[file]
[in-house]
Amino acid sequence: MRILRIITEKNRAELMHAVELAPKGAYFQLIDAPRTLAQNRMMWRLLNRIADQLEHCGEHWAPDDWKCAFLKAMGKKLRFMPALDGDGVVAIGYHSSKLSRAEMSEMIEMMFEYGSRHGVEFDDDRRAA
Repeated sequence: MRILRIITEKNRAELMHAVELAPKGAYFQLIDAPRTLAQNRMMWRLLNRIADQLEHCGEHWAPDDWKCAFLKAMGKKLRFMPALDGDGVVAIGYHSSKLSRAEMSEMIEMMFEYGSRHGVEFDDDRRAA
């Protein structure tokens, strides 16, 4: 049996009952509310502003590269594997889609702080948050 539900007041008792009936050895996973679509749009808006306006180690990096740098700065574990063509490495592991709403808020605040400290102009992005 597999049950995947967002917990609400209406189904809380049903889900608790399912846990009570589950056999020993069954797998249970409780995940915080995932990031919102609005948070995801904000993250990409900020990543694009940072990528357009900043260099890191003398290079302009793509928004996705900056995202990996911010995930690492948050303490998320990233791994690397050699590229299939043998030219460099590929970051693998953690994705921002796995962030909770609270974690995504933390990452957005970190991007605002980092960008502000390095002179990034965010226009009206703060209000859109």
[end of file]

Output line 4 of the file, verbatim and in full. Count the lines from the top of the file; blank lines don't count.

């Protein structure tokens, strides 16, 4: 049996009952509310502003590269594997889609702080948050 539900007041008792009936050895996973679509749009808006306006180690990096740098700065574990063509490495592991709403808020605040400290102009992005 597999049950995947967002917990609400209406189904809380049903889900608790399912846990009570589950056999020993069954797998249970409780995940915080995932990031919102609005948070995801904000993250990409900020990543694009940072990528357009900043260099890191003398290079302009793509928004996705900056995202990996911010995930690492948050303490998320990233791994690397050699590229299939043998030219460099590929970051693998953690994705921002796995962030909770609270974690995504933390990452957005970190991007605002980092960008502000390095002179990034965010226009009206703060209000859109």